That might not matter to some people, but when you need to verify they’ll look the way you want on most people’s screens as well, sRGB is really important. (The Nvidia Quadro RTX 3000-equipped configuration of the ConceptD 5 I tested didn’t ship in the US, so I didn’t review it. However, great screen aside, the laptop still feels like it hasn’t shaken off its gaming roots.)

If you’re looking at  Apple’s shiny Mac Pro and have a budget to stick within, you might want to wait AMD’s new Radeon RX 6000 series graphics percolate into it; among other things, they have dedicated ray tracing cores and faster clock speeds, which can be a boon for CGI and video work. Although you can buy now with the cheapest solution and upgrade when the Radeon Pro versions of the cards are ready.

There are so many variations of the performance mix individuals need for power-hungry applications, so it’s not only hard to limit suggestions to a handful of certain specs, like resolution, storage and performance, it’s even harder to recommend specific configurations for each. (And note that I’ve got no budget picks here, but will probably add them in a future update.)

So here are a few rules of thumb that should help you make your choice:

  • Check your software requirements. Some applications require workstation-class components, such as Nvidia Quadro chips rather than GeForce, to access some advanced features. 
  • Base the specs on the application you spend the most time in. If your budget demands that you make performance trade-offs, you need to know what to throw more money at. Since every application is different, you can’t generalize to the level of “video-editing uses CPU cores more than GPU acceleration,” though a big, fast SSD is almost always a good idea.
  • For desktops, think about going boutique. If you’re not a victim of corporate purchasing standards, getting a custom-built system with longer battery life may be the way to go, though expect to pay a premium. Companies like Falcon Northwest, Origin PC, Digital Storm and Maingear, for instance, are known for their gaming desktops but they build workstations as well. They also offer processors and graphics cards you generally can’t find from more mass-market manufacturers, such as an 18-core Core i9, 32-core AMD Ryzen Threadripper or Nvidia GeForce RTX 3090. Plus, they’ll overclock those parts for you. Some also personalize the cases with custom artwork which should appeal to your artistic sensibility, help you decide what components you’ll need for the software you run and provide more personalized tech support.
  • If you do color-critical work, focus on buying a laptop with hardware calibration. A display that supports color profiles stored in hardware, like HP’s Dreamcolor or Calman Ready models, will allow for more consistent color when you use multiple calibrated monitors. They also tend to be better, as calibration requires a tighter color error tolerance than typical screens. You usually need to step up to a mobile workstation for this type of capability; you can use hardware calibrators such as the X-Rite i1Display Pro to generate software profiles, but they’re more difficult to work with when matching colors across multiple connected monitors.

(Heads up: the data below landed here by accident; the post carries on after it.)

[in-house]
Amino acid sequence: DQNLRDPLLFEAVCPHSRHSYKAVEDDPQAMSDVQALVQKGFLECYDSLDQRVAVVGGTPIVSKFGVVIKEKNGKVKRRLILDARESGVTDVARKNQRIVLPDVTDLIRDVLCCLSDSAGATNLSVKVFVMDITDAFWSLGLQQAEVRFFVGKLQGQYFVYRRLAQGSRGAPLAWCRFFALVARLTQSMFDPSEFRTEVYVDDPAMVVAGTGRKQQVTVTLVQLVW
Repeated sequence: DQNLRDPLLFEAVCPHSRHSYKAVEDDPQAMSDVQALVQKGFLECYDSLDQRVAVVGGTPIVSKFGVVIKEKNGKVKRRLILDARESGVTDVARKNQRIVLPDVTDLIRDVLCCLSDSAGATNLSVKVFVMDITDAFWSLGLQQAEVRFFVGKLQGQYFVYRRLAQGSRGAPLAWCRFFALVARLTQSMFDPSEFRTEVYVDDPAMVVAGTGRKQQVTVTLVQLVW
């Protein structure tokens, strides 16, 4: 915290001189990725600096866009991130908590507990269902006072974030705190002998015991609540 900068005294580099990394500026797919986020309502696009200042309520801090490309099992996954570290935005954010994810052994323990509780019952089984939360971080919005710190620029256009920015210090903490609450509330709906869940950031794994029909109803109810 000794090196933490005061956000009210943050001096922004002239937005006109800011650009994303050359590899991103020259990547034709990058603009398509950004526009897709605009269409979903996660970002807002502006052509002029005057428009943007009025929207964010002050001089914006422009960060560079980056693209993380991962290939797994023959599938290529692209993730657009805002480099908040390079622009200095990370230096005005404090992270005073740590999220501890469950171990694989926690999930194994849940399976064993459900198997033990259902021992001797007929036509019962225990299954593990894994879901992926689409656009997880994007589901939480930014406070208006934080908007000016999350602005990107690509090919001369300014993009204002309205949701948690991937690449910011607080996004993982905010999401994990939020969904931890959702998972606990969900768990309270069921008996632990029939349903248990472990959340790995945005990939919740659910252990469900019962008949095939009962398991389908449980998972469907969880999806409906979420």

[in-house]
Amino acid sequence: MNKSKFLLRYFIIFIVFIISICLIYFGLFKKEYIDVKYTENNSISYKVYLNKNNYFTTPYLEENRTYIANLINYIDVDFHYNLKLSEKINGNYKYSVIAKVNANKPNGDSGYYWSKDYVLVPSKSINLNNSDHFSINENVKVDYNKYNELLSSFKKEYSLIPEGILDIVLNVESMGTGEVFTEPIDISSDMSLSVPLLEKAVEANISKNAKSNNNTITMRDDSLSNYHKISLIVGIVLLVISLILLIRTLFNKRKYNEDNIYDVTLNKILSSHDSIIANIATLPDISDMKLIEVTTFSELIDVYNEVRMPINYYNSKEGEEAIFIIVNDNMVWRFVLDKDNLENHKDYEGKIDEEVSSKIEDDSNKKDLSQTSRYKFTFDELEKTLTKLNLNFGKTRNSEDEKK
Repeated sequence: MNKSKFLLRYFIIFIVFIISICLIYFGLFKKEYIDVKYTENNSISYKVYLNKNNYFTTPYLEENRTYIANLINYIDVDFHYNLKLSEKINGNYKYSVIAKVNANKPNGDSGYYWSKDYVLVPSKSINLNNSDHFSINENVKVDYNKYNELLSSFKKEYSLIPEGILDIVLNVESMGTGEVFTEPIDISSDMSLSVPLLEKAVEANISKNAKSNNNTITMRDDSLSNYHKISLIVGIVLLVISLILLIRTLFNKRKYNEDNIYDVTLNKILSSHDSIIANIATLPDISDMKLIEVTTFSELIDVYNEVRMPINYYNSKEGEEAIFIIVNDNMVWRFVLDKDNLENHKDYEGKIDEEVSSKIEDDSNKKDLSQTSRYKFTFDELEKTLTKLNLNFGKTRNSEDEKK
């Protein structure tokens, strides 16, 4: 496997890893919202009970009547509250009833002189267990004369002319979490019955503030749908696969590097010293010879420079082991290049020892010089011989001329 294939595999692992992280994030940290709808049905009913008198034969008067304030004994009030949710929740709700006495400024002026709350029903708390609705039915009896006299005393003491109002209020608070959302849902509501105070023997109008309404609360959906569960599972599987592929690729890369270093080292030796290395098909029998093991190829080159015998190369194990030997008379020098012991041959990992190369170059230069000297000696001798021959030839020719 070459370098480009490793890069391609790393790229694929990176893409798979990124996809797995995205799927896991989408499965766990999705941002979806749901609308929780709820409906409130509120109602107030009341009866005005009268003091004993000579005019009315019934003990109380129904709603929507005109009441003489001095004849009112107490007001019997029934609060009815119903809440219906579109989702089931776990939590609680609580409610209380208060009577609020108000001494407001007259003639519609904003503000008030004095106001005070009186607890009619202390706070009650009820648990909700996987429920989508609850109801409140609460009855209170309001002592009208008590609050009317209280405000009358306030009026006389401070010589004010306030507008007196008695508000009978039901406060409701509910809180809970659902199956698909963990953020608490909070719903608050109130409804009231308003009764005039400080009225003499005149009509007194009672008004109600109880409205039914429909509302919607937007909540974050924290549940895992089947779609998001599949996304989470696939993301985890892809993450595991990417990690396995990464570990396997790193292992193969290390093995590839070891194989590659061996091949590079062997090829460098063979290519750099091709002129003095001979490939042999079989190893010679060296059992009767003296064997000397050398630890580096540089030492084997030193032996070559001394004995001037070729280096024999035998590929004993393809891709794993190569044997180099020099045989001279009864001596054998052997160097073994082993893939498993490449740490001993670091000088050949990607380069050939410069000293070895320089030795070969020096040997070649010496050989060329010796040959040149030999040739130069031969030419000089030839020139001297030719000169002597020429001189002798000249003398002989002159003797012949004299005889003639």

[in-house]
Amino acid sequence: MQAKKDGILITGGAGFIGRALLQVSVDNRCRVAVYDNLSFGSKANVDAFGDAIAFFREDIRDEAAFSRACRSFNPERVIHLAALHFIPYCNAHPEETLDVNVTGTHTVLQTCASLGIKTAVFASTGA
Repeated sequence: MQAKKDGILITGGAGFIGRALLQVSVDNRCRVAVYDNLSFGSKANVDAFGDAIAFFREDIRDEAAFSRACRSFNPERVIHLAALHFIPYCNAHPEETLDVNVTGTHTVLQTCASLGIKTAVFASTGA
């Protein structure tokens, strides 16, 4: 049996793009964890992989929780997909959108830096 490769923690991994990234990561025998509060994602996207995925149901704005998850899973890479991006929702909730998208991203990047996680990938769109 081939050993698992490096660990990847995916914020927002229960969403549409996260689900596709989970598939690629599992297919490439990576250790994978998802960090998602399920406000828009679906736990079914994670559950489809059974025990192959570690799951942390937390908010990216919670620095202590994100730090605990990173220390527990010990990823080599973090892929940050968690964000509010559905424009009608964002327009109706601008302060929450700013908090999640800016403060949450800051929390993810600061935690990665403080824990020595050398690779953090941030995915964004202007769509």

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OLED displays have a combination of color gamut (100% P3) and contrast that IPS panels are struggling to match, but need calibration to keep your colors from chaos. The 15-inch Gigabyte is sleek and powerful — it’s got all the Nvidia Studio specs — it just lacks the logo — and you can download the more creative-application-focused Studio driver yourself. It has a color-profile switcher utility which is more convenient to use than Windows’, and it’s a well-designed laptop that performs solidly. 

Drawbacks: The battery life isn’t great, though better than a lot of the gaming notebooks these laptops are based on, and the webcam is in a ridiculous spot.

Read our Gigabyte Aero 15 OLED review.

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Corsair’s “Pro” version of its compact desktop appeals both aesthetically and functionally. It’s fast and powerful, with up to a 14-core processor, 64GB memory and a GeForce RTX 2080 Ti, all crammed into a well designed and compact case. It doesn’t eke out every bit of performance from the components, but the system is quiet and stable, which can be more important for some production-level workflows. The three DisplayPort 1.4 and front HDMI 2.0 connections make it a compact system that’s especially suited for multimonitor setups and/or VR work. Plus, it’s got two Ethernet ports and Wi-Fi 6 support for when you really need the bandwidth or connections to multiple separate networks.

Read our Corsair One Pro i200 review.

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As long as you’re OK with tablet apps rather than desktop applications and don’t need the flexibility of a full operating system, the iPad Pro has the power and hours of battery life for a lot of the sketching, photo, graphics design and video-editing capabilities you need. It can also feed into desktop apps for the rest.